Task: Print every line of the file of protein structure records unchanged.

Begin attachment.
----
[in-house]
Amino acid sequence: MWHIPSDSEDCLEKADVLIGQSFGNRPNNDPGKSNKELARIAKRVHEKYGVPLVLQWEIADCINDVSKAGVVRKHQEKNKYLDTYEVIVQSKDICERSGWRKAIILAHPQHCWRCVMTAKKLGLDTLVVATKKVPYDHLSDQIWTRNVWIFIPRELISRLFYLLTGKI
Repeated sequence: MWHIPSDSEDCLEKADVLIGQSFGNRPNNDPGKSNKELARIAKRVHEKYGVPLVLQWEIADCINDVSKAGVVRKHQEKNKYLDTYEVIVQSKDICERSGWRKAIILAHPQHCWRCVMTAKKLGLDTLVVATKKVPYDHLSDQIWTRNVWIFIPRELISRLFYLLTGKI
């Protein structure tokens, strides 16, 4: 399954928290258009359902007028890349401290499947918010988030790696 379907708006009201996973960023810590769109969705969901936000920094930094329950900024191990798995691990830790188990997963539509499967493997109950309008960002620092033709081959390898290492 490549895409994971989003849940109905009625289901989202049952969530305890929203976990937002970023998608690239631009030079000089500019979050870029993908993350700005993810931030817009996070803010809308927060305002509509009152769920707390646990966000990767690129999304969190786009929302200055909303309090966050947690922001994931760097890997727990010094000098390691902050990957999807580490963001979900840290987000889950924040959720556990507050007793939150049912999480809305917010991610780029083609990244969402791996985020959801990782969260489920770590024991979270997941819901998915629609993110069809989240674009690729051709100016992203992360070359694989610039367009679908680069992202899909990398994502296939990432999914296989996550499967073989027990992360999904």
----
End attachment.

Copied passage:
[in-house]
Amino acid sequence: MWHIPSDSEDCLEKADVLIGQSFGNRPNNDPGKSNKELARIAKRVHEKYGVPLVLQWEIADCINDVSKAGVVRKHQEKNKYLDTYEVIVQSKDICERSGWRKAIILAHPQHCWRCVMTAKKLGLDTLVVATKKVPYDHLSDQIWTRNVWIFIPRELISRLFYLLTGKI
Repeated sequence: MWHIPSDSEDCLEKADVLIGQSFGNRPNNDPGKSNKELARIAKRVHEKYGVPLVLQWEIADCINDVSKAGVVRKHQEKNKYLDTYEVIVQSKDICERSGWRKAIILAHPQHCWRCVMTAKKLGLDTLVVATKKVPYDHLSDQIWTRNVWIFIPRELISRLFYLLTGKI
């Protein structure tokens, strides 16, 4: 399954928290258009359902007028890349401290499947918010988030790696 379907708006009201996973960023810590769109969705969901936000920094930094329950900024191990798995691990830790188990997963539509499967493997109950309008960002620092033709081959390898290492 490549895409994971989003849940109905009625289901989202049952969530305890929203976990937002970023998608690239631009030079000089500019979050870029993908993350700005993810931030817009996070803010809308927060305002509509009152769920707390646990966000990767690129999304969190786009929302200055909303309090966050947690922001994931760097890997727990010094000098390691902050990957999807580490963001979900840290987000889950924040959720556990507050007793939150049912999480809305917010991610780029083609990244969402791996985020959801990782969260489920770590024991979270997941819901998915629609993110069809989240674009690729051709100016992203992360070359694989610039367009679908680069992202899909990398994502296939990432999914296989996550499967073989027990992360999904």